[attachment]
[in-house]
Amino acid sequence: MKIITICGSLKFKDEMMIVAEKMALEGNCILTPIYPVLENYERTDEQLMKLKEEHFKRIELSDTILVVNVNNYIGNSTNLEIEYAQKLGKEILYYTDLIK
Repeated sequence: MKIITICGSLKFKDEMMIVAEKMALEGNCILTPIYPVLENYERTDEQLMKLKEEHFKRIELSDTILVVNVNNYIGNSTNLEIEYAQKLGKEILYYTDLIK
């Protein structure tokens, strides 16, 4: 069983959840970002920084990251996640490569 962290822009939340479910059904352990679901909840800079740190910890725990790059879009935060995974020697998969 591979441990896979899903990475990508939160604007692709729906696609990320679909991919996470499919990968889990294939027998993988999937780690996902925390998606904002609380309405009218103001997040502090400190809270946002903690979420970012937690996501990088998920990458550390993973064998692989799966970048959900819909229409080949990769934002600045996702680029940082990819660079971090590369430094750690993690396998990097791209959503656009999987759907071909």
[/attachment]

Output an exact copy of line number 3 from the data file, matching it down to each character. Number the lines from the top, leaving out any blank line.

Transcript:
Repeated sequence: MKIITICGSLKFKDEMMIVAEKMALEGNCILTPIYPVLENYERTDEQLMKLKEEHFKRIELSDTILVVNVNNYIGNSTNLEIEYAQKLGKEILYYTDLIK